4. Include it in your email newsletter: If you’re receiving opportunities to blog and create guest posts for other sites, chances are you have a substantial following of your own. Furthermore, you’ve likely cultivated a sizeable email subscriber list as you’ve grown your site. Much like when you share a post on your own site, make sure that your subscribers know about your content and include it in your next newsletter. BONUS TIP: add a link to your content in the footer of your email signature—this way it’s the last link people will see and hopefully encourages them to follow it.

    5. If you’re interviewed on camera, promote it with YouTube ads: YouTube is fast becoming a massive marketing tool, so if the content is already there, why not find a better way to monetize it? Also, linking to the YouTube channel or specific video is a good way to drive traffic and increase views, which often times leads to users sharing your video content. Remember to message your YouTube subscribers about your video and ask them to comment, like and share as well.

    6. Push the envelope: If you write a great post about an advertiser, you could ask the advertiser to retarget visitors by placing a retargeting pixel on their site and bringing that traffic specifically back to that website. If they don’t want to share their data, ask them to do it and offer to pay for it (if hey will share the data then place your pixel and run it). If you want to push the envelope even further, include that third party content in your retargeting cycle through the retargeting program that you’re running.

    7. Last word: Don’t Forget StumbleUpon, Digg, Reddit, and Technorati. These sites are great for discovery and SEO purposes.

    DIRTY LITTLE SECRET: If you are able to implement some or all of these tactics and drive huge volumes of traffic to a publication, you shouldn’t be surprised if you get more coverage from them. Plus, if you’re looking for further press coverage, being able to share previous success stories will only help your credibility and help you land pieces on more publications across the web. Showing that you know how to work with publishers is one of the best ways to get more opportunities with them.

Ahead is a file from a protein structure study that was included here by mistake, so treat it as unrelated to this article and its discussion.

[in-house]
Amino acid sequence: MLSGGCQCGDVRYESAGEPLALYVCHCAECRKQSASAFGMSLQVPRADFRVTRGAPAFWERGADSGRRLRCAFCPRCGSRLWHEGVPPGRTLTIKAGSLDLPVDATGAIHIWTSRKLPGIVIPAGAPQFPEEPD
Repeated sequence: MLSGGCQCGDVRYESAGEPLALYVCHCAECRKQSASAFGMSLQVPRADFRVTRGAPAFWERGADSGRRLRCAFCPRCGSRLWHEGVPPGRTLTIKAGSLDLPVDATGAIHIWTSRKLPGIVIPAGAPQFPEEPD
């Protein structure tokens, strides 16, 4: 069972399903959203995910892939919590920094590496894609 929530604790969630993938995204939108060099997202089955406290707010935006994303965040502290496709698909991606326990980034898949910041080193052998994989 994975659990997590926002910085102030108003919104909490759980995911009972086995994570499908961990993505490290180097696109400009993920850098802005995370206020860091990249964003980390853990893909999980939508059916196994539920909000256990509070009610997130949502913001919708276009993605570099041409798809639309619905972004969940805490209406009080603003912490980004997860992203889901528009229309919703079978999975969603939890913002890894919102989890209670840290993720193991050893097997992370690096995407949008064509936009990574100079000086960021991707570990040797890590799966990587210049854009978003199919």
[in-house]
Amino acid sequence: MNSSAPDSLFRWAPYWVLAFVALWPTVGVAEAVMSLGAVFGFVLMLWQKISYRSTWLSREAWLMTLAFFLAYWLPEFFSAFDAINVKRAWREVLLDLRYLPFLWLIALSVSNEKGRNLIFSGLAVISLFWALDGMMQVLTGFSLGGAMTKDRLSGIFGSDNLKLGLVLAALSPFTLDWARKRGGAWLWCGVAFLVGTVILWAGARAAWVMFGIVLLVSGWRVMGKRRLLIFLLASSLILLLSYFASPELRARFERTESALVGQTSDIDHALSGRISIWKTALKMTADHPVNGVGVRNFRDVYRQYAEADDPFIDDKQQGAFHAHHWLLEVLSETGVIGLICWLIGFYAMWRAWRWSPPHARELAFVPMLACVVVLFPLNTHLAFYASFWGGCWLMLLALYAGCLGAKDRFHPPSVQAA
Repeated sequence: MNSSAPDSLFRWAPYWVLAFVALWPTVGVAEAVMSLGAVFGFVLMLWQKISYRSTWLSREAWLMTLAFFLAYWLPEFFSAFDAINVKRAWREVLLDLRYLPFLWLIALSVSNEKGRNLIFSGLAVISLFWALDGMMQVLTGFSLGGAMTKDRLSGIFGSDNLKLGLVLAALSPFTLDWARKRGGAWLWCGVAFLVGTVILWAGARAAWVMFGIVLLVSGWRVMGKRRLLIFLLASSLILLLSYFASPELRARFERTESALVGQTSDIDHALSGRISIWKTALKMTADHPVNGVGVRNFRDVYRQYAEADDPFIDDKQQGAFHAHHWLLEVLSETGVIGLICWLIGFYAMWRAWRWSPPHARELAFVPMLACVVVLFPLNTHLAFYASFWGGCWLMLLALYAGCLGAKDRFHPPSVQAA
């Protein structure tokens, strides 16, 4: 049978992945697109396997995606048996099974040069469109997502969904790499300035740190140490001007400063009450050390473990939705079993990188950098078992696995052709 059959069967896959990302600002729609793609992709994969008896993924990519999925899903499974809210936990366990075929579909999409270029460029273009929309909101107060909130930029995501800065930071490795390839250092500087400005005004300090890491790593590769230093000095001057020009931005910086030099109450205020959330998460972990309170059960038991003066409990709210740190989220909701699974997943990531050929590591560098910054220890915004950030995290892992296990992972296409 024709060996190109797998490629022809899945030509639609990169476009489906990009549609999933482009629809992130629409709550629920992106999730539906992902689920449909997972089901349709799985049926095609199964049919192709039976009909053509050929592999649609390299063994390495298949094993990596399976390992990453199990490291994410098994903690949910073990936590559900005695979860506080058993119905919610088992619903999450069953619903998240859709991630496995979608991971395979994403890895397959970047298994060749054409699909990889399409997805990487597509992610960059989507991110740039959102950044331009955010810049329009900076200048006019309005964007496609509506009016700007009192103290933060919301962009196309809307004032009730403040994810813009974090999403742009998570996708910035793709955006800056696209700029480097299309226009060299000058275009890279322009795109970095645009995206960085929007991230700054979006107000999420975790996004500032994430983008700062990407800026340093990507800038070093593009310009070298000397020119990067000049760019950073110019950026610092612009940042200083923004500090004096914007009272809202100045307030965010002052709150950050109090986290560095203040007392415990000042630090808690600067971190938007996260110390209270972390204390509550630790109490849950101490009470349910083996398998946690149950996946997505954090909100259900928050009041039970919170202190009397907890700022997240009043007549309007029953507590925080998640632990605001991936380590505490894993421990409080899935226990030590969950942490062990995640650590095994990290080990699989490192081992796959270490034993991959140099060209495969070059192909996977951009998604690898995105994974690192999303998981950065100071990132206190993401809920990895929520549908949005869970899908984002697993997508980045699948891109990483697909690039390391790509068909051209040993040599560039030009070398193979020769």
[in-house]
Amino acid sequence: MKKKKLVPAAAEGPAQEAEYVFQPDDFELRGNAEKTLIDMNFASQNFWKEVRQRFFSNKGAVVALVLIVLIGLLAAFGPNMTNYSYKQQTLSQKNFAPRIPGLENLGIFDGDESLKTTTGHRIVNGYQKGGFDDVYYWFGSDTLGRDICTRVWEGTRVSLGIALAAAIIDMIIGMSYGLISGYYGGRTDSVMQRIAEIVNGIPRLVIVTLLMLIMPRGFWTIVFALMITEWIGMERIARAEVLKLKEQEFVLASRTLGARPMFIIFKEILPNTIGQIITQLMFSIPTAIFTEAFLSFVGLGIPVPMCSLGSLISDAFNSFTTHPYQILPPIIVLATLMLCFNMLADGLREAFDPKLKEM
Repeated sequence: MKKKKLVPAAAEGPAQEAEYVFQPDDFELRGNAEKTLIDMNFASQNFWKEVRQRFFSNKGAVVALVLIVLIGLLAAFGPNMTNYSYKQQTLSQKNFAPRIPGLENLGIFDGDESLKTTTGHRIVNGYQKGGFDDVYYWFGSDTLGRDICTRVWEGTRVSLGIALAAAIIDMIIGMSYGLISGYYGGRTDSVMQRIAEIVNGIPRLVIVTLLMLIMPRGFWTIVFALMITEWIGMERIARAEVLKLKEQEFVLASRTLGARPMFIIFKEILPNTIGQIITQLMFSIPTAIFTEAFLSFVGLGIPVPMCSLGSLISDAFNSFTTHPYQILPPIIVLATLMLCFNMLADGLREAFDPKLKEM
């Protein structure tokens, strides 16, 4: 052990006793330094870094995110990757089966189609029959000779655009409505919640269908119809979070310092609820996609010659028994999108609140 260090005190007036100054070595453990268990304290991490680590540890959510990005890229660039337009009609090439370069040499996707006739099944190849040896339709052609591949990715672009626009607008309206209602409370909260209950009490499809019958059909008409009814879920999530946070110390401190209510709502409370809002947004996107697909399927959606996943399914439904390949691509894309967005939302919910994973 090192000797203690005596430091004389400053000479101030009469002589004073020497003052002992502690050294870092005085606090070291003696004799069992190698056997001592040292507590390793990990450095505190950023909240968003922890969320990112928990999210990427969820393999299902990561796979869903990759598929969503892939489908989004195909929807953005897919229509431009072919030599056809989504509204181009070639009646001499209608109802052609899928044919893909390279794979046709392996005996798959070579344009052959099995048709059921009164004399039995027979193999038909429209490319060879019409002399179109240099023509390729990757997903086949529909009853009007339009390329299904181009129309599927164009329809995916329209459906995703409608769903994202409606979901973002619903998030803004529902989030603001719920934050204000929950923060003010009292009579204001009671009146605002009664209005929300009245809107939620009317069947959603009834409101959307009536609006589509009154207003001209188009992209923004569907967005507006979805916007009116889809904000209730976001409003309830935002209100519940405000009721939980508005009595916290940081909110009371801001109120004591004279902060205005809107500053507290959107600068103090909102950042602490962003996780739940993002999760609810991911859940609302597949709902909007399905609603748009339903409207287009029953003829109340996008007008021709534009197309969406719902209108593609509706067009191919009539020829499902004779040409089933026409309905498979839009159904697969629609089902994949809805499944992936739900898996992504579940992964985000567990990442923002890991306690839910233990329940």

Murray NewlandsAbout Murray Newlands

    Murray Newlands is the founder of TheMail, an angel funded start up publication covering performance marketing and mobile marketing. In 2011, Wiley published his book Online Marketing: A User’s Manual. That same year, Mr. Murray moved to the U.S. from England and was soon recognized by the U.S. government as an alien of extraordinary ability.

    He will be speaking at the PR Summit in San Francisco on a panel about The Future of Technology & How to Speak Blogger Language 4.0 (Moderator: Christina Farr, Venture Beat). 

    Panelists include: Layla Revis (Sr. Vice President Digital & Social, Fleishman-Hillard), Jon Oleaga (Founder, pressclip.it), Rob Pegoraro (Q & A Columnist, USA Today), Patrick Hoge (Reporter, San Francisco Business Times).

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    Follow Murray Newlands, TheMail on Twitter: https://twitter.com/themail2/

    Follow Shaun Saunders, Graffiti PR on Twitter: https://twitter.com/graffitipr

    Purchase tickets for the PR Summit: http://www.prsummit.org/

    Join the conversation!